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Paris Metro Line 5 Must-Sees

The Line for Taking Trains, Seeing Street Art, & Ambling Along the Canal
Paris metro sign
Last updated January 25, 2023
Best known for taking riders to the main Paris train stations, this long metro line also leads to some of the city’s most underrated corners, including a charming street-art-filled neighborhood and the cool Canal Saint-Martin.

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Many visitors know the portion of Paris Metro Line 5 that takes you to the city’s major train stations Gare du Nord, Gare de l’Est, and Gare d’Austerlitz, but few ever continue on to the line’s off-the-beaten-track destinations. And it’s these stops which make this metro line most interesting.

Want to learn more about the city’s subway system? Get to Know the Paris Metro.

Map of Paris metro line 5

The orange line on Paris’s metro map dates back to 1906 when Line 5 got its start it connecting Place d’Italie with the Gare d’Orléans, now known as Gare d’Austerlitz. Over the years, la ligne was slowly extended to reach Gare du Nord. Then World War II put a hold on construction. The line didn’t reach its current northern terminus until 1985.

Although Line 5 passes through many predominantly residential areas, it is great for passengers looking to stretch their legs the length of Paris’s many canals or discover some of the city’s street art.

Starting in northeast Paris, in the 19th Arrondissement, metro station Ourcq is the perfect stop for both a walk along the water and soaking up some urban artworks. As you stroll beside the Basin de la Villette, pay attention to its many bridges covered in street art. Also make sure to venture down Rue de l’Ourcq which is one of the best places in Paris to see artworks by Da Cruz, a French artist heavily inspired by trips to South America.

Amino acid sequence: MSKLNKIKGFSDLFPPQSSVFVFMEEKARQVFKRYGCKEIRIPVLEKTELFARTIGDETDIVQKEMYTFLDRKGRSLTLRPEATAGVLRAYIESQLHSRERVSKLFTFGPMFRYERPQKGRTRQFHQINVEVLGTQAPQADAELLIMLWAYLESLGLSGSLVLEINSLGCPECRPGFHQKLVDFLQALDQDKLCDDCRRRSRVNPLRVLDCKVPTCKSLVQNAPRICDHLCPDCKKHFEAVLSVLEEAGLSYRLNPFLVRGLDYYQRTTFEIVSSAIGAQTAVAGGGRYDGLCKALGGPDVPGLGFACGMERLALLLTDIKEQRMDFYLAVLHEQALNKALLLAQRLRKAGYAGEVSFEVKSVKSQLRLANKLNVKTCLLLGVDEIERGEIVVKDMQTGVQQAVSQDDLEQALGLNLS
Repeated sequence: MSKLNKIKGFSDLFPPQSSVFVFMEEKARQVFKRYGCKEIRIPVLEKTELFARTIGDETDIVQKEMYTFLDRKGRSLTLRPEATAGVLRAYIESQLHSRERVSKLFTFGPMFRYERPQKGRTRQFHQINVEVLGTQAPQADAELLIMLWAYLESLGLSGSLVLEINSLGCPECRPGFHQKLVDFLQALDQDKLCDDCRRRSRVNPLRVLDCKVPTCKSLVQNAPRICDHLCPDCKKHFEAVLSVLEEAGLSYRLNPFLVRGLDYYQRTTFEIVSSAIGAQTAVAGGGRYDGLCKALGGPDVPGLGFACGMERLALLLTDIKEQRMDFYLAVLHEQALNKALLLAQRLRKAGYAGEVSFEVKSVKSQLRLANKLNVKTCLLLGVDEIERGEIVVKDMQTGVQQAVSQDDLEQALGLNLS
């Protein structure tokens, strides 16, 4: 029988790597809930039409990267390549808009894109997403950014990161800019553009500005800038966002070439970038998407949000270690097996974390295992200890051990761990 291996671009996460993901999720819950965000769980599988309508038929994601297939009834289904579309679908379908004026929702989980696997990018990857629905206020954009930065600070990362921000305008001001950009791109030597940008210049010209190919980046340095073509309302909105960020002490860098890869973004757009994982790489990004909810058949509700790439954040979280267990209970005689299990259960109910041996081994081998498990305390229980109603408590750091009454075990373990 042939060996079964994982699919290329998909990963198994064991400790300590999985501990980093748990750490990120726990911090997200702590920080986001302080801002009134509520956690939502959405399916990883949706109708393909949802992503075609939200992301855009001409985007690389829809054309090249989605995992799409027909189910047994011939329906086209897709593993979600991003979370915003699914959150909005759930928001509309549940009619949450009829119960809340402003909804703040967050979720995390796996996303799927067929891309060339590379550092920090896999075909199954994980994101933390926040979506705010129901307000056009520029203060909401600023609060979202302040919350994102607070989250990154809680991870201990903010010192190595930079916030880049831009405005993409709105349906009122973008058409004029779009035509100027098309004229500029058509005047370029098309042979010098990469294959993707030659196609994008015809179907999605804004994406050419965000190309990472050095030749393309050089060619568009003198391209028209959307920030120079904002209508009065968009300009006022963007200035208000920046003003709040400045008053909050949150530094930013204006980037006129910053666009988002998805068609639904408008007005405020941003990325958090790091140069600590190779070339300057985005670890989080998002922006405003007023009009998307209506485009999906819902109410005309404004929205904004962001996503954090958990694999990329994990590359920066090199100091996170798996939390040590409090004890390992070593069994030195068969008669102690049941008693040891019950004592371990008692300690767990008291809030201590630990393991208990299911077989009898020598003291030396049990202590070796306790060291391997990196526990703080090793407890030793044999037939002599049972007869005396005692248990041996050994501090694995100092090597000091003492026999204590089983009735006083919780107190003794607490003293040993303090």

Book a private Street Art Tour of the Butte Aux Cailles for your family.

Bassin de la Villette in the 19th arrondissement of Paris
To enjoy a sunny afternoon on the Bassin de la Villette, get off the Line 5 at stations Ourcq, Laumière, or Jaurès.

If you’re up for a long walk alongside the canal, keep going until you reach République where you can catch the Line 5 or take the route in reverse, starting at République then following the Canal Saint-Martin north until it meets the Bassin de la Villette, continuing on into the suburb of Pantin.

The next stop, Oberkampf, lets you explore the lively Rue Oberkampf brimming with boutiques, cafés, and restaurants. A nightlife hotspot too thanks to the many bars in the area, this street also boasts a lovely old-fashioned bathhouse dating back to 1886 that’s well worth a visit.

Place de la Bastille in Paris
The site of the famous Bastille which was stormed during the French Revolution, today the Place de la Bastille is where to go for an opera, inexpensive bars, and a unique Parisian park.

Bastille is the place to step off for an evening at the opera, an afternoon stroll along the High Line-style park La Coulée Verte René-Dumont, shopping on Rue du Faubourg du Saint-Antoine and Rue de Charonne, or an inexpensive night out at the many bars and restaurants between Rue de la Roquette and Rue de Lappe.

Onward to Place d’Italie, this stop in the 13th Arrondissement is the gateway to the Butte-aux-Cailles neighborhood, a hilly little village full of charm and street art. Take time to meander through the small alleyways and down the atmospheric lanes. And keep an eye out — not one corner has been left unadorned with amazing art!

The area also has two farmers’ markets, one along the Boulevard Auguste-Blanqui Tuesday, Friday, and Sunday mornings, and another on Rue Bobillot Tuesday and Friday mornings.

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